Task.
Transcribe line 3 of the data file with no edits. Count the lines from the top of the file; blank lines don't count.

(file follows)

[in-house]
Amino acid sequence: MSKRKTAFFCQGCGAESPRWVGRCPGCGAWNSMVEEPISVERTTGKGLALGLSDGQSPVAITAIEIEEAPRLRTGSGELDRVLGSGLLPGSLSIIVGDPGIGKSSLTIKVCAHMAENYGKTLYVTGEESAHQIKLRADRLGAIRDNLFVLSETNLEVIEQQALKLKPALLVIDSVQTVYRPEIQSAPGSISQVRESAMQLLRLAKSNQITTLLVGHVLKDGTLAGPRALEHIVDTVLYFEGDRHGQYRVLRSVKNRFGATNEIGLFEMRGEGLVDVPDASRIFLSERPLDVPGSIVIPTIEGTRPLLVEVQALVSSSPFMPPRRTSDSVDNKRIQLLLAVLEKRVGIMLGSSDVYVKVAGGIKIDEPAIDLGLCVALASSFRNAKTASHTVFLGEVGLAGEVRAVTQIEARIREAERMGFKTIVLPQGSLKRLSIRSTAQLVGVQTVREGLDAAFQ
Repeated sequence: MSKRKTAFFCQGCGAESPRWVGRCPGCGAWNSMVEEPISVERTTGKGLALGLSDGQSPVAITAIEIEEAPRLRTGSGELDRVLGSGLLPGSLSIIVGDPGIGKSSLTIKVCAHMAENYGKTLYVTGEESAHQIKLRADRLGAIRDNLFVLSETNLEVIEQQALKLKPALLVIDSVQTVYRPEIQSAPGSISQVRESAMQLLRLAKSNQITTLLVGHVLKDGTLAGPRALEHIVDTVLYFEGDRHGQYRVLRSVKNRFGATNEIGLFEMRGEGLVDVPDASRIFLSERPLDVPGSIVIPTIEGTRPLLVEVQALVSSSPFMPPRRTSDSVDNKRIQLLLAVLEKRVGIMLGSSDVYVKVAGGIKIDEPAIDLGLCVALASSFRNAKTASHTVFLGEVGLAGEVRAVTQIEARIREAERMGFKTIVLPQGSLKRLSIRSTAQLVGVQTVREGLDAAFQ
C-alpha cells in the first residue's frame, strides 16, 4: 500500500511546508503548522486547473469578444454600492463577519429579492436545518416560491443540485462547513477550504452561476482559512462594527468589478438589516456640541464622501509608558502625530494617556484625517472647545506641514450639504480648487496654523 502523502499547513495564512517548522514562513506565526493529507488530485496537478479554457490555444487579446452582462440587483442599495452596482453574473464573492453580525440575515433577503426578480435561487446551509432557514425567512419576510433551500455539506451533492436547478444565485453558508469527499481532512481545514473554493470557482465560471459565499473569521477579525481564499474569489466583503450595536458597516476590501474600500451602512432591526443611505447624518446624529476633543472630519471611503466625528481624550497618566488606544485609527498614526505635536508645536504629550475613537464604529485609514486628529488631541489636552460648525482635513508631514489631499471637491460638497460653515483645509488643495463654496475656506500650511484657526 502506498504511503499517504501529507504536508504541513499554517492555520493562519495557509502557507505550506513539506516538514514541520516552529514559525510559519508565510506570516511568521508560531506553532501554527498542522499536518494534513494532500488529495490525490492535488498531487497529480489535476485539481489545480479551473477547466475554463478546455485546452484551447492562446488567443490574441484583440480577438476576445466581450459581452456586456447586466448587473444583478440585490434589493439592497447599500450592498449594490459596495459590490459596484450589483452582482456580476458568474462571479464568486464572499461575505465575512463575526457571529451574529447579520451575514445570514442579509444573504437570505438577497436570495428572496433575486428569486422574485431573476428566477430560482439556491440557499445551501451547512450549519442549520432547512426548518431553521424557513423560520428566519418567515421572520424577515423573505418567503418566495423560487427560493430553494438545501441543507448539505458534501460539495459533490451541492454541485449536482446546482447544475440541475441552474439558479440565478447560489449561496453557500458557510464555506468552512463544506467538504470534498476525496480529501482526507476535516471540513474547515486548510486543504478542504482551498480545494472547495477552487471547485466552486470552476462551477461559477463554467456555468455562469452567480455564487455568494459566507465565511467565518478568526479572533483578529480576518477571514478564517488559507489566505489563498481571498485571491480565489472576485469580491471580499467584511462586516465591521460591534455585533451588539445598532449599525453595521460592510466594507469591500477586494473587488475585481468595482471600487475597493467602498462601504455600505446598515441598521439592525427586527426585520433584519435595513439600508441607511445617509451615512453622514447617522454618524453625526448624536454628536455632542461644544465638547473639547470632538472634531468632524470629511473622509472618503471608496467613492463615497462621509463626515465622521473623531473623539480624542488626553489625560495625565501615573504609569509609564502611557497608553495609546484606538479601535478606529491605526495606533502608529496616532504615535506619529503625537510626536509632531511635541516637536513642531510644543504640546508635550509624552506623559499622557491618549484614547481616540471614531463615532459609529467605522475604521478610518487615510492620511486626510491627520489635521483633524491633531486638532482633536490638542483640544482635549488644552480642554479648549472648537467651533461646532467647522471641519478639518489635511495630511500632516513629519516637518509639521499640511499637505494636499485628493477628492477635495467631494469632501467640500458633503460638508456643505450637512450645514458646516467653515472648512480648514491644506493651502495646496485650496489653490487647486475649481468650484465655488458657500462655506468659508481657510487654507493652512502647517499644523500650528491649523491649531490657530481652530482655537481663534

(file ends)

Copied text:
Repeated sequence: MSKRKTAFFCQGCGAESPRWVGRCPGCGAWNSMVEEPISVERTTGKGLALGLSDGQSPVAITAIEIEEAPRLRTGSGELDRVLGSGLLPGSLSIIVGDPGIGKSSLTIKVCAHMAENYGKTLYVTGEESAHQIKLRADRLGAIRDNLFVLSETNLEVIEQQALKLKPALLVIDSVQTVYRPEIQSAPGSISQVRESAMQLLRLAKSNQITTLLVGHVLKDGTLAGPRALEHIVDTVLYFEGDRHGQYRVLRSVKNRFGATNEIGLFEMRGEGLVDVPDASRIFLSERPLDVPGSIVIPTIEGTRPLLVEVQALVSSSPFMPPRRTSDSVDNKRIQLLLAVLEKRVGIMLGSSDVYVKVAGGIKIDEPAIDLGLCVALASSFRNAKTASHTVFLGEVGLAGEVRAVTQIEARIREAERMGFKTIVLPQGSLKRLSIRSTAQLVGVQTVREGLDAAFQ